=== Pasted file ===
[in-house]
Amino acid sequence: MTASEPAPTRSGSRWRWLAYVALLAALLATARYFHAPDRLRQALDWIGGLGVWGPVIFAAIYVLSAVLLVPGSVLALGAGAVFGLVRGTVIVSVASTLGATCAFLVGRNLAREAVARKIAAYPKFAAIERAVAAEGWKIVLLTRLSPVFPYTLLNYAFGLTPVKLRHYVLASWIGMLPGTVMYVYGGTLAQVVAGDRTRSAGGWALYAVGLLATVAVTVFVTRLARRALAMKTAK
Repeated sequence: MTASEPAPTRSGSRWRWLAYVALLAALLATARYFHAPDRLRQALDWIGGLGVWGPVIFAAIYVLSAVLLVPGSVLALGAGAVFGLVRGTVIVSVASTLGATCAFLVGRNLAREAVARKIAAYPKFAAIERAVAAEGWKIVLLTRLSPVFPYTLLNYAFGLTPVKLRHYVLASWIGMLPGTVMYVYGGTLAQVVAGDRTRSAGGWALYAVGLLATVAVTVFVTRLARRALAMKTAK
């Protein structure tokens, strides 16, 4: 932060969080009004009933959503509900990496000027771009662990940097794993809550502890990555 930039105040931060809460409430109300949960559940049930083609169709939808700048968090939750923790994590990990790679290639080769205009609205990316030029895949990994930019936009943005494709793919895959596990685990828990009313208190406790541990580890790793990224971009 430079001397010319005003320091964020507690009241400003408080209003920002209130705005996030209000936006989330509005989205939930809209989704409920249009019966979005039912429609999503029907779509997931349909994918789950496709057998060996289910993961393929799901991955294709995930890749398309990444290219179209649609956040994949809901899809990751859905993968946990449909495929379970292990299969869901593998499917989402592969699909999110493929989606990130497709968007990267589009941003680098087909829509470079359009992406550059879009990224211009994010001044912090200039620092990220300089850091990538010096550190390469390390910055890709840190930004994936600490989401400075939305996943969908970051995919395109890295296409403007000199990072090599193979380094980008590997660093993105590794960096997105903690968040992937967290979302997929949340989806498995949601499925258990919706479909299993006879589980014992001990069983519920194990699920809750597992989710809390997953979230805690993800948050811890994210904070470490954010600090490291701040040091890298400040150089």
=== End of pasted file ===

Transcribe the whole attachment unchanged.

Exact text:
[in-house]
Amino acid sequence: MTASEPAPTRSGSRWRWLAYVALLAALLATARYFHAPDRLRQALDWIGGLGVWGPVIFAAIYVLSAVLLVPGSVLALGAGAVFGLVRGTVIVSVASTLGATCAFLVGRNLAREAVARKIAAYPKFAAIERAVAAEGWKIVLLTRLSPVFPYTLLNYAFGLTPVKLRHYVLASWIGMLPGTVMYVYGGTLAQVVAGDRTRSAGGWALYAVGLLATVAVTVFVTRLARRALAMKTAK
Repeated sequence: MTASEPAPTRSGSRWRWLAYVALLAALLATARYFHAPDRLRQALDWIGGLGVWGPVIFAAIYVLSAVLLVPGSVLALGAGAVFGLVRGTVIVSVASTLGATCAFLVGRNLAREAVARKIAAYPKFAAIERAVAAEGWKIVLLTRLSPVFPYTLLNYAFGLTPVKLRHYVLASWIGMLPGTVMYVYGGTLAQVVAGDRTRSAGGWALYAVGLLATVAVTVFVTRLARRALAMKTAK
């Protein structure tokens, strides 16, 4: 932060969080009004009933959503509900990496000027771009662990940097794993809550502890990555 930039105040931060809460409430109300949960559940049930083609169709939808700048968090939750923790994590990990790679290639080769205009609205990316030029895949990994930019936009943005494709793919895959596990685990828990009313208190406790541990580890790793990224971009 430079001397010319005003320091964020507690009241400003408080209003920002209130705005996030209000936006989330509005989205939930809209989704409920249009019966979005039912429609999503029907779509997931349909994918789950496709057998060996289910993961393929799901991955294709995930890749398309990444290219179209649609956040994949809901899809990751859905993968946990449909495929379970292990299969869901593998499917989402592969699909999110493929989606990130497709968007990267589009941003680098087909829509470079359009992406550059879009990224211009994010001044912090200039620092990220300089850091990538010096550190390469390390910055890709840190930004994936600490989401400075939305996943969908970051995919395109890295296409403007000199990072090599193979380094980008590997660093993105590794960096997105903690968040992937967290979302997929949340989806498995949601499925258990919706479909299993006879589980014992001990069983519920194990699920809750597992989710809390997953979230805690993800948050811890994210904070470490954010600090490291701040040091890298400040150089």